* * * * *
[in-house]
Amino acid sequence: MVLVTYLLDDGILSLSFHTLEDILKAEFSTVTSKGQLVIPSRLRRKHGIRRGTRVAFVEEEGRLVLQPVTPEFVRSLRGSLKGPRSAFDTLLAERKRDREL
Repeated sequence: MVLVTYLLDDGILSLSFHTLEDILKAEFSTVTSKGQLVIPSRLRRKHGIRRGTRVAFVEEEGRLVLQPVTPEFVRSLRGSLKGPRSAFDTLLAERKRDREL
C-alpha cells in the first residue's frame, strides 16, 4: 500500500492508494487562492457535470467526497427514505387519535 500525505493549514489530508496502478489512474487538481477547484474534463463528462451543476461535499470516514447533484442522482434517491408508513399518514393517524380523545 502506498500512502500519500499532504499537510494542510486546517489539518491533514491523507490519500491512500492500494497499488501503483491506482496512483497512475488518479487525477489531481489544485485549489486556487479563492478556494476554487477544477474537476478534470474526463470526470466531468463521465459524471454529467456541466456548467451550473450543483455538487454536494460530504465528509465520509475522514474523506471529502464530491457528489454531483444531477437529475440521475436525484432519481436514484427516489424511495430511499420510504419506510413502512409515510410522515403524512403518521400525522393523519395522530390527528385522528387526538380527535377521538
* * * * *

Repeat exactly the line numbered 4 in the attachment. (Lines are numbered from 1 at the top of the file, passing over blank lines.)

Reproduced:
C-alpha cells in the first residue's frame, strides 16, 4: 500500500492508494487562492457535470467526497427514505387519535 500525505493549514489530508496502478489512474487538481477547484474534463463528462451543476461535499470516514447533484442522482434517491408508513399518514393517524380523545 502506498500512502500519500499532504499537510494542510486546517489539518491533514491523507490519500491512500492500494497499488501503483491506482496512483497512475488518479487525477489531481489544485485549489486556487479563492478556494476554487477544477474537476478534470474526463470526470466531468463521465459524471454529467456541466456548467451550473450543483455538487454536494460530504465528509465520509475522514474523506471529502464530491457528489454531483444531477437529475440521475436525484432519481436514484427516489424511495430511499420510504419506510413502512409515510410522515403524512403518521400525522393523519395522530390527528385522528387526538380527535377521538